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No Delaying Agassi's Departure This Time

Tennis: Ferrero, upset at postponement, finishes four-set quarterfinal victory over American.

June 07, 2002|LISA DILLMAN | TIMES STAFF WRITER

PARIS — If, indeed, the Spaniard had been iced overnight--as it appeared for the better part of two sets Thursday--evidence mounted that Juan Carlos Ferrero was thawing by the fifth game of the fourth set.

There was a loud scream from Andre Agassi when he knocked a forehand long in that game. Two points later, Agassi missed a backhand volley, and then, theatrically, mimicked a timid volley and stuck out his tongue.

For the fourth-seeded Agassi, it went from a whisper of a match Wednesday to a scream Thursday afternoon, and he fell out of the French Open in four sets against No. 11 Ferrero. Ferrero beat Agassi, 6-3, 5-7, 7-5, 6-3, in 2 hours 46 minutes. Amazingly, the weather held and the remaining men's quarterfinals were completed.

Alex Corretja of Spain, a two-time French Open finalist, finished off a twice-delayed, 7-6 (5), 7-5, 7-5 victory over Romanian Andrei Pavel and will play his close friend Albert Costa of Spain today in the semifinals. The other semifinal will feature Ferrero against No. 2 Marat Safin of Russia. Safin had little trouble against 10th-seeded Sebastien Grosjean of France, who was hobbled by a leg injury. Safin won, 6-3, 6-2, 6-2, in 1 hour 44 minutes.

Pavel returned from Germany in the morning, having become a father the previous evening. Physically and mentally exhausted from the back-and-forth drive and joy of seeing his son, Marius, he played three more games against Corretja. Their match had been stopped late in the third set because of darkness Tuesday night and rain wiped out most of the play on the main court Wednesday, enabling Pavel to go to Germany.

"I'm really tired," said Pavel, who had to persuade Roland Garros security guards to let him on the grounds early in the morning. "I had maybe an hour of sleep in the car and two hours sleeping on the couch in the lounge. I've been drinking Coke and eating PowerBars all night long. I have a cafe au lait."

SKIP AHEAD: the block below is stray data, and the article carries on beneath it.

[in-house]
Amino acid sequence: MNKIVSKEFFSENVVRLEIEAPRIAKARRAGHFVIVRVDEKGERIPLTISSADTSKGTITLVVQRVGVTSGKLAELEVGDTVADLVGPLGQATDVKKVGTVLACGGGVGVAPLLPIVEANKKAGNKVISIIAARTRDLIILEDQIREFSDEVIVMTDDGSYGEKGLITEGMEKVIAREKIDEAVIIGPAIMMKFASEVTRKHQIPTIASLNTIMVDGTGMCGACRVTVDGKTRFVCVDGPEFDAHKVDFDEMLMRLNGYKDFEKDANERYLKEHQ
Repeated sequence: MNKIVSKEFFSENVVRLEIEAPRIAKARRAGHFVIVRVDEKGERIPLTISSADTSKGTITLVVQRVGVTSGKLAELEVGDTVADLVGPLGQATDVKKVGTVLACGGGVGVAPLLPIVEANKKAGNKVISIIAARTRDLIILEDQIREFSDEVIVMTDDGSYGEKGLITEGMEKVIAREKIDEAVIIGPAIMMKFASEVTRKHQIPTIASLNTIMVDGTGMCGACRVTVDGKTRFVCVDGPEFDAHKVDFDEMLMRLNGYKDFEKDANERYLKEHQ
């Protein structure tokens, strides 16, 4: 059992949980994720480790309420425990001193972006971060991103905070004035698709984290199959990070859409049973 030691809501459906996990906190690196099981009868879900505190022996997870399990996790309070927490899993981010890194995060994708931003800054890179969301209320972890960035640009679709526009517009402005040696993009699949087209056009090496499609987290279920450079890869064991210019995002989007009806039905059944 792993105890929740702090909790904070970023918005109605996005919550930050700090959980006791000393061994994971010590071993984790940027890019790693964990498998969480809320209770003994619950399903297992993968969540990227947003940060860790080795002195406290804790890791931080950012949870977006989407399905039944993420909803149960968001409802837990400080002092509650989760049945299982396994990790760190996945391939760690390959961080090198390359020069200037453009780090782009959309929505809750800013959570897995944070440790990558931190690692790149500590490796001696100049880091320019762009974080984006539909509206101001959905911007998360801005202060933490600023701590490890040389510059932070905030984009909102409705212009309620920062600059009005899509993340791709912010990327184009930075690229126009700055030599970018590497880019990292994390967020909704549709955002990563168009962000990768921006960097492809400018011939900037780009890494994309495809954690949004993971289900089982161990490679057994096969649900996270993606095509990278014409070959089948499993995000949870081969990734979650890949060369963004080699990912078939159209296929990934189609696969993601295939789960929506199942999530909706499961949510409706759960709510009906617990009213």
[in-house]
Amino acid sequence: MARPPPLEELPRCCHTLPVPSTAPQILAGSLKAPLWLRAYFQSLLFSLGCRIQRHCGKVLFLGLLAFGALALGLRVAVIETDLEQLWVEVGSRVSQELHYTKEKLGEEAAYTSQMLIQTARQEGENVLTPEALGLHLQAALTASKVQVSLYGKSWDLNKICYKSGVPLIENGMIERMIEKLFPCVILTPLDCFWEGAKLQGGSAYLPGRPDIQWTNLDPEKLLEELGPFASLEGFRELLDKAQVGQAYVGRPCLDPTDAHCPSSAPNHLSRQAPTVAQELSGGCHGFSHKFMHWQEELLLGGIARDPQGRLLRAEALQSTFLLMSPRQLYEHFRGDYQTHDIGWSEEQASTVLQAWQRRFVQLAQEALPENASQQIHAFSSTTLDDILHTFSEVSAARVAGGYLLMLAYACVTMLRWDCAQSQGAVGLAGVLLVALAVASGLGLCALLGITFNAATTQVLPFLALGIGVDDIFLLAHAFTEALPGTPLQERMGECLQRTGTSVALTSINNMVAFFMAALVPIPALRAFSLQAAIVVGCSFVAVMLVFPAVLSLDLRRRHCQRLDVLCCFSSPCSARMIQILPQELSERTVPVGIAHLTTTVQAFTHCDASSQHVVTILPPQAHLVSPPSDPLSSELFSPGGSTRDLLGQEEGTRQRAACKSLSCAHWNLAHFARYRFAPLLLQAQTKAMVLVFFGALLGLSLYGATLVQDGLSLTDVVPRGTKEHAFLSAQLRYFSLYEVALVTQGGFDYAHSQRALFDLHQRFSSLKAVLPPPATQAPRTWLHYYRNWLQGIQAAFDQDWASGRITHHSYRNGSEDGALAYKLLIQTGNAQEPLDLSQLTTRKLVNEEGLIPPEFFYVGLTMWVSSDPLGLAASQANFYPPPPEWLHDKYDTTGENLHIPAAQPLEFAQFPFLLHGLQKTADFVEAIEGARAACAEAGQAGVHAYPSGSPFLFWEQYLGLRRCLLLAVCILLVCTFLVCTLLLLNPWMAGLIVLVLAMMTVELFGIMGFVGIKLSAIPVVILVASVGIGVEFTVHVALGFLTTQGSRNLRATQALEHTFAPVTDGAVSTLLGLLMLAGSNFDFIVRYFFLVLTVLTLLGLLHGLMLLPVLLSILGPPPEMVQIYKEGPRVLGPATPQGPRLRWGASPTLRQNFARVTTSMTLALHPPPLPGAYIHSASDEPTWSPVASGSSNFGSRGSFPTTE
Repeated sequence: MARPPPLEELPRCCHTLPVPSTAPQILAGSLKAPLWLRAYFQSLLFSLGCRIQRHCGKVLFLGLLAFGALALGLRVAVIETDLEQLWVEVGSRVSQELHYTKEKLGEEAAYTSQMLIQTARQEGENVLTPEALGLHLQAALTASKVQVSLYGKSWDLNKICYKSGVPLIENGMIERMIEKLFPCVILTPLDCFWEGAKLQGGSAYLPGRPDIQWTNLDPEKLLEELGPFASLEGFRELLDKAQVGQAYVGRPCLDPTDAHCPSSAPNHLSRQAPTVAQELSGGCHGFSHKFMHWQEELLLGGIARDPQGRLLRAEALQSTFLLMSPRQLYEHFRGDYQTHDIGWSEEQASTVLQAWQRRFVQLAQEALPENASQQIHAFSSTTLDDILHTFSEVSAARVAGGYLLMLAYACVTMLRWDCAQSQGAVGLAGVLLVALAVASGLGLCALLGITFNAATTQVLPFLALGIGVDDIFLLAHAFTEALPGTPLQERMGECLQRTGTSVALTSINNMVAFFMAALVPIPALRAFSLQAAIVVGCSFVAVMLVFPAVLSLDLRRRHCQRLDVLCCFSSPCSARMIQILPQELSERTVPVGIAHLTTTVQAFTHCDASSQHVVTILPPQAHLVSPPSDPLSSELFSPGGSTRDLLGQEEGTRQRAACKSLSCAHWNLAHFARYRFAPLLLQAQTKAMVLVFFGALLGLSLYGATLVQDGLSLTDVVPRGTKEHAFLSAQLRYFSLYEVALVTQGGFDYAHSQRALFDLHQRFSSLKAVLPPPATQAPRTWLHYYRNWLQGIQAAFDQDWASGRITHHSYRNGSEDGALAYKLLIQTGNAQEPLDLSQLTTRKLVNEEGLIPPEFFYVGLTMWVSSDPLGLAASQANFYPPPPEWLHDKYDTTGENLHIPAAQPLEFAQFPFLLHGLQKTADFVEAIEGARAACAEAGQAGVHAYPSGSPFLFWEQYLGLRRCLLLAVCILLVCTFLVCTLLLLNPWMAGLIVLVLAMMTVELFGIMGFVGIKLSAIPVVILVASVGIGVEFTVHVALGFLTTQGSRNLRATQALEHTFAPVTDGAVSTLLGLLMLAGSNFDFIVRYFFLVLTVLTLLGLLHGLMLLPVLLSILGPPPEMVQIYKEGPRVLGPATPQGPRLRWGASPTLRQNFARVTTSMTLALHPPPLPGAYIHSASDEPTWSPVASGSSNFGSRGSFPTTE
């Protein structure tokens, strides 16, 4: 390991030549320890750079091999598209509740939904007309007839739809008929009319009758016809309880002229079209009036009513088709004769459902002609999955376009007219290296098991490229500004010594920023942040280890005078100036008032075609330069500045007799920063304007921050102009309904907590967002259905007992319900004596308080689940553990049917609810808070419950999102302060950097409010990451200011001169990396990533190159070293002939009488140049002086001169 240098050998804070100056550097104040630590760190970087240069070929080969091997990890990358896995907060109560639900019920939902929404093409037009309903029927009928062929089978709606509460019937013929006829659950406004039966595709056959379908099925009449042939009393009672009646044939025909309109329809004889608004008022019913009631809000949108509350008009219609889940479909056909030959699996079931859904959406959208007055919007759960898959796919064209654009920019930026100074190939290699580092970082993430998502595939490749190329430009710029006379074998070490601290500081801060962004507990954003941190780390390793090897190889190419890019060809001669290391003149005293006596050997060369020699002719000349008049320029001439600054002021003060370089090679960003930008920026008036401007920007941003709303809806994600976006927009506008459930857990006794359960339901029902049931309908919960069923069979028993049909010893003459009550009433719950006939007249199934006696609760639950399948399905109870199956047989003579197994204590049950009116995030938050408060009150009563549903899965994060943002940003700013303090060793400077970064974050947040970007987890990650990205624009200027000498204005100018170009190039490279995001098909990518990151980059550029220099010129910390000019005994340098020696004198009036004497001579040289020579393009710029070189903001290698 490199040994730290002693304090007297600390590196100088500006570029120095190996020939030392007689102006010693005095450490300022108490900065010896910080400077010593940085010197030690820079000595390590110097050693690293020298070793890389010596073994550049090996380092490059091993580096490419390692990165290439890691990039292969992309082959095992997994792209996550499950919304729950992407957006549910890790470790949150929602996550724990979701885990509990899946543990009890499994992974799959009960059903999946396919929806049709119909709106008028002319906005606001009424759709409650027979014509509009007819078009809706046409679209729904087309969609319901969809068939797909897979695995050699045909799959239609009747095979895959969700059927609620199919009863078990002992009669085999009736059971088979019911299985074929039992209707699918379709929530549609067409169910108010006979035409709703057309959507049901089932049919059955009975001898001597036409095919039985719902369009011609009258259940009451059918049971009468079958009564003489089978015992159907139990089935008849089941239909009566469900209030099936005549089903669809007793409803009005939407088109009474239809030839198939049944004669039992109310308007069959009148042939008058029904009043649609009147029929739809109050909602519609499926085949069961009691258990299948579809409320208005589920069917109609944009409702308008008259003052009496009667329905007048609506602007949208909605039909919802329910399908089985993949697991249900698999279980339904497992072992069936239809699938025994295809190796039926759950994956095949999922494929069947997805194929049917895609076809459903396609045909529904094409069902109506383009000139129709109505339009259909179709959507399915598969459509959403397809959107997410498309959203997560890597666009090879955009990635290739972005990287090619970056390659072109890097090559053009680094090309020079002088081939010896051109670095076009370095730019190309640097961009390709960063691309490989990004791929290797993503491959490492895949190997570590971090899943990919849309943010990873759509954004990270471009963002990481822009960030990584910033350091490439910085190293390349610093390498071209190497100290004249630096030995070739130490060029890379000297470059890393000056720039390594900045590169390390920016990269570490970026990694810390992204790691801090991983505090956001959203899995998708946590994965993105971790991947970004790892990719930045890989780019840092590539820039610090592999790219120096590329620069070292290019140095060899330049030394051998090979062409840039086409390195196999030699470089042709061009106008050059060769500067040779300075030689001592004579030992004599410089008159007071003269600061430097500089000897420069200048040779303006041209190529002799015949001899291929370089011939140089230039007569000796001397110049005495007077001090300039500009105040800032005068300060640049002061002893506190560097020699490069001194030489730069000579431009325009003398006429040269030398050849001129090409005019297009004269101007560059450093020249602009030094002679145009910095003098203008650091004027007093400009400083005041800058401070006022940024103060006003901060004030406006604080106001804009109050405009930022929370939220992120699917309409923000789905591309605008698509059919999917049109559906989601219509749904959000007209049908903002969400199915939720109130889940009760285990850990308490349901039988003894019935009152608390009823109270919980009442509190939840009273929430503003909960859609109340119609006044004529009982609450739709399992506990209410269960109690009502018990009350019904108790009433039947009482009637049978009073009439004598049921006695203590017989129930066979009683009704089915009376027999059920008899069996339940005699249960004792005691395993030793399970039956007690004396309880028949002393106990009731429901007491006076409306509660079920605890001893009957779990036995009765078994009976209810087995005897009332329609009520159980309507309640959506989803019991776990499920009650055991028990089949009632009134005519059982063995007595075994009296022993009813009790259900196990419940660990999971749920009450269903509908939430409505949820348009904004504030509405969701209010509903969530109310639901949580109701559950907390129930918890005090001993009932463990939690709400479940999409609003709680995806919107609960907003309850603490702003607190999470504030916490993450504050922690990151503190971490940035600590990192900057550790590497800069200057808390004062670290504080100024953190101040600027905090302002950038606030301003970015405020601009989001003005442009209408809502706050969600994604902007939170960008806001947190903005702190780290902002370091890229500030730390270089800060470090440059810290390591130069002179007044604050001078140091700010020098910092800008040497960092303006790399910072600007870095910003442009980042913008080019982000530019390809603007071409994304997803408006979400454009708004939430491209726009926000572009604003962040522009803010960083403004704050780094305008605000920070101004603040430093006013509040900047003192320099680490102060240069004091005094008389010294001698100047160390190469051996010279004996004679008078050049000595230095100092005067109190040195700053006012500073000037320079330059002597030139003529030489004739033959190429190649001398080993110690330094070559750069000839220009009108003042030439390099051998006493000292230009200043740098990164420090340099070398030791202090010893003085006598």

The day was remarkably free of controversy, unlike Wednesday, when Ferrero felt that Agassi was allowed to call the shots in having the match stopped with Ferrero leading, 6-3, 1-0. The day featured rain delays of nearly 6 1/2 hours and, as it turned out, Agassi did not want to resume play in the drizzle in the first place.

Ferrero said in a television interview Thursday: "But [officials] decided with Andre it was raining enough. They just decided to stop. It was kind of strange, but not important."

At first, the overnight break appeared to benefit Agassi, who was able to work his way into the match.

He broke Ferrero twice in the second set after the resumption, the second time at love in the 11th game, and held his serve at 15, taking the set, 7-5, when Ferrero hit a return long.

The momentum shifted a couple of times in the third. Ferrero took a 4-1 lead, but Agassi fought back to win four of the next five games. At 5-5, Ferrero fought off three break points and then broke Agassi in the next game, capturing the set, 7-5.

"He stepped up his game more than me being deflated," Agassi said of Ferrero's play after surviving the three break points. "I felt like he kind of got out of jail there and let a few shots start to fly. He plays a lot of matches, it seems, 6-7, 6-2, 6-7. All of a sudden, he lets his game fly. He hits a big ball."

Agassi, though disappointed, was not devastated or angered as he was last year after losing to Grosjean in the quarters or to Karol Kucera in the second round in 2000.

"I'm certainly aware of the opportunities being fewer and fewer," he said. "I suppose for me this one has always been the most difficult one to win, and I felt I was here giving myself a chance.... But I still like my game in most scenarios out there and like my chances if I keep working hard."

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(BEGIN TEXT OF INFOBOX)

Day 11 Highlights

Men: No. 2 Marat Safin, No. 11 Juan Carlos Ferrero and No. 18 Alex Corretja advanced to the semifinals. Andre Agassi, the only previous champion left in the field, lost to Ferrero.

Women: No. 2 Venus Williams and No. 3 Serena Williams will face each other in the women's final.

Men's semifinals: Today--Safin vs. Ferrero and Corretja vs. Albert Costa.

Stat of the day: 19--number of minutes it took Venus Williams to win first set over Clarisa Fernandez.

Quote of the day: "I'd like to stay No. 1, but I'd like to see Serena No. 1 also. I'm not giving it up, but I'm sure she'll get there."--Venus Williams on sharing the top two spots in women's tennis with her younger sister.

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